What caused this colorful halo around the moon?
While it looked like a rainbow circling the moon in Kentucky on Saturday, the phenomenon is technically not a rainbow. Though, as its colorful counterpart, it is based on sunlight refraction -- or in this case, sunlight reflecting off the moon.
LONDON, Ky. -- Those sky gazing Saturday evening around Kentucky were treated to an unusual sight among the heavens: A colorful rainbow-esque halo surrounding the moon.
Johnnie Nicholson spotted the halo from London and set up a time-lapse camera to record the celestial show as the moon glided across the nighttime skies.
The halo was triggered by ice crystals inside the high, thin clouds that were drifting in front of the moon.
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While it looked like a rainbow circling the moon, the phenomenon is technically not a rainbow. Though, as its colorful counterpart, it is based on sunlight refraction – or in this case, sunlight reflecting off the moon.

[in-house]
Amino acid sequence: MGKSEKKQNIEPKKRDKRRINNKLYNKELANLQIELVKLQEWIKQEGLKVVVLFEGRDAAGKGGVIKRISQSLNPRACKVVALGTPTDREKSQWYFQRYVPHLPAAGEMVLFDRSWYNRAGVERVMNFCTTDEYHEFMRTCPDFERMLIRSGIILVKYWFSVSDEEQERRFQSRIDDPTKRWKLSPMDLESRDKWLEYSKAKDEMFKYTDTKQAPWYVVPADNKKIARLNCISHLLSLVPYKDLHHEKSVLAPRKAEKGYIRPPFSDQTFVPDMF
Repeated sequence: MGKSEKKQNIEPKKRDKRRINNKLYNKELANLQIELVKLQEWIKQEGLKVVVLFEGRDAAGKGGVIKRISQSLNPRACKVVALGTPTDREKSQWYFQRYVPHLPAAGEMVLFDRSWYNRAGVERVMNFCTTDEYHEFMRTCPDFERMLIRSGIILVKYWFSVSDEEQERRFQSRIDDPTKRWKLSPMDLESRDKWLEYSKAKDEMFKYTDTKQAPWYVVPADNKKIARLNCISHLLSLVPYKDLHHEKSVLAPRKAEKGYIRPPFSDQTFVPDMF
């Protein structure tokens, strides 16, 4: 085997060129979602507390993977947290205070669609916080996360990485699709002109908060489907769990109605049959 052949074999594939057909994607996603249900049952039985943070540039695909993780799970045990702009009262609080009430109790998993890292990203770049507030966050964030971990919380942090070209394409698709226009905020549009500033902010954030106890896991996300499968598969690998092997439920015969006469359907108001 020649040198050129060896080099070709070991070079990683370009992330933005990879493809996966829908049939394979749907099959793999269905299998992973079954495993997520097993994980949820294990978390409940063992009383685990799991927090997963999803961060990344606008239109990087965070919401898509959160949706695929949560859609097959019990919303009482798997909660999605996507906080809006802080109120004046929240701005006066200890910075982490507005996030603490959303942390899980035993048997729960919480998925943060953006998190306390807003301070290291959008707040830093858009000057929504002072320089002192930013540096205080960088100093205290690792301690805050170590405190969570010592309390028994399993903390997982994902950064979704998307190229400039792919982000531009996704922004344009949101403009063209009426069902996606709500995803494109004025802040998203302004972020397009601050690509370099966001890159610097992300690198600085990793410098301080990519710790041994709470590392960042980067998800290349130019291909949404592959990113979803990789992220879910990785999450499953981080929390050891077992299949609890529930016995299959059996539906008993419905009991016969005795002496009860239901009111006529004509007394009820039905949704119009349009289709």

"Some people might call it a rainbow (around the moon), but it's actually caused by ice crystals," says scientist Michael Kavulich with the National Center for Atmospheric Research.
That difference is critical. Raindrops are spherical, but the ice crystals have six sides, similar to snowflakes, which refract moonlight at a different angle.
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In this case, the ice crystals refract the moonlight at a 22-degree angle, creating a colorful halo around the moon at that angle. Similar displays are frequently spotted around the sun when ice crystal-filled cirrus clouds float by during the day.
Halos can be a sign of approaching precipitation
Moon and sun halos can be a good weather prognosticator, as for areas that see mid-latitude storms, halos are noted as signals of rain coming within a day or so. Those cirrus clouds that house the ice crystals needed for the halo display are commonly found in the initial stages of an approaching front or low-pressure system.
Thus, if you see halos around the sun or moon, a sighting of traditional rainbows may not be too far off in the future!